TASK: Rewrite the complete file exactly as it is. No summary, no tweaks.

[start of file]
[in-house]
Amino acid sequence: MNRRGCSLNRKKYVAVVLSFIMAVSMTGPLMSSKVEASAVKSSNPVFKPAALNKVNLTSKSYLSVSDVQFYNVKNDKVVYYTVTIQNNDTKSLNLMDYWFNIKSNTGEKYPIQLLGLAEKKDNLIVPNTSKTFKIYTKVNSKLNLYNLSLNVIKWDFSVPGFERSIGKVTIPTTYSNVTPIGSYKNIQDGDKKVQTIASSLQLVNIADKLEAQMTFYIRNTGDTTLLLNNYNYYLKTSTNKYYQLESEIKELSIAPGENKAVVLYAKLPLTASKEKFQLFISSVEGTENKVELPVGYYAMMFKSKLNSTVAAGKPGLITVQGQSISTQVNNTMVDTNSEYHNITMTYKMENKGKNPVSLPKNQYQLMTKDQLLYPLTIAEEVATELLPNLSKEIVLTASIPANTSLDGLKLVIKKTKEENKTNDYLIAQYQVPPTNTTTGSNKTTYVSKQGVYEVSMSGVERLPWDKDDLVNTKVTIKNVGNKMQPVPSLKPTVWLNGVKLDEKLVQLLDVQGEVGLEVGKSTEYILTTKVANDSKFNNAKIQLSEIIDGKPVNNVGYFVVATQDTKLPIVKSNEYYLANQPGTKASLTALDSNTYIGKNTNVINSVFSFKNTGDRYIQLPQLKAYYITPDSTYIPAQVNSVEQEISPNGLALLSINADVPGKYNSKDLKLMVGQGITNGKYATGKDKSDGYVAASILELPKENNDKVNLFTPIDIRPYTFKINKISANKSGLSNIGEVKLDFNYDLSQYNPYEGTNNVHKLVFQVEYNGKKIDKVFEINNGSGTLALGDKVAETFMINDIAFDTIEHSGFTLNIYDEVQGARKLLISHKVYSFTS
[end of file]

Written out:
[in-house]
Amino acid sequence: MNRRGCSLNRKKYVAVVLSFIMAVSMTGPLMSSKVEASAVKSSNPVFKPAALNKVNLTSKSYLSVSDVQFYNVKNDKVVYYTVTIQNNDTKSLNLMDYWFNIKSNTGEKYPIQLLGLAEKKDNLIVPNTSKTFKIYTKVNSKLNLYNLSLNVIKWDFSVPGFERSIGKVTIPTTYSNVTPIGSYKNIQDGDKKVQTIASSLQLVNIADKLEAQMTFYIRNTGDTTLLLNNYNYYLKTSTNKYYQLESEIKELSIAPGENKAVVLYAKLPLTASKEKFQLFISSVEGTENKVELPVGYYAMMFKSKLNSTVAAGKPGLITVQGQSISTQVNNTMVDTNSEYHNITMTYKMENKGKNPVSLPKNQYQLMTKDQLLYPLTIAEEVATELLPNLSKEIVLTASIPANTSLDGLKLVIKKTKEENKTNDYLIAQYQVPPTNTTTGSNKTTYVSKQGVYEVSMSGVERLPWDKDDLVNTKVTIKNVGNKMQPVPSLKPTVWLNGVKLDEKLVQLLDVQGEVGLEVGKSTEYILTTKVANDSKFNNAKIQLSEIIDGKPVNNVGYFVVATQDTKLPIVKSNEYYLANQPGTKASLTALDSNTYIGKNTNVINSVFSFKNTGDRYIQLPQLKAYYITPDSTYIPAQVNSVEQEISPNGLALLSINADVPGKYNSKDLKLMVGQGITNGKYATGKDKSDGYVAASILELPKENNDKVNLFTPIDIRPYTFKINKISANKSGLSNIGEVKLDFNYDLSQYNPYEGTNNVHKLVFQVEYNGKKIDKVFEINNGSGTLALGDKVAETFMINDIAFDTIEHSGFTLNIYDEVQGARKLLISHKVYSFTS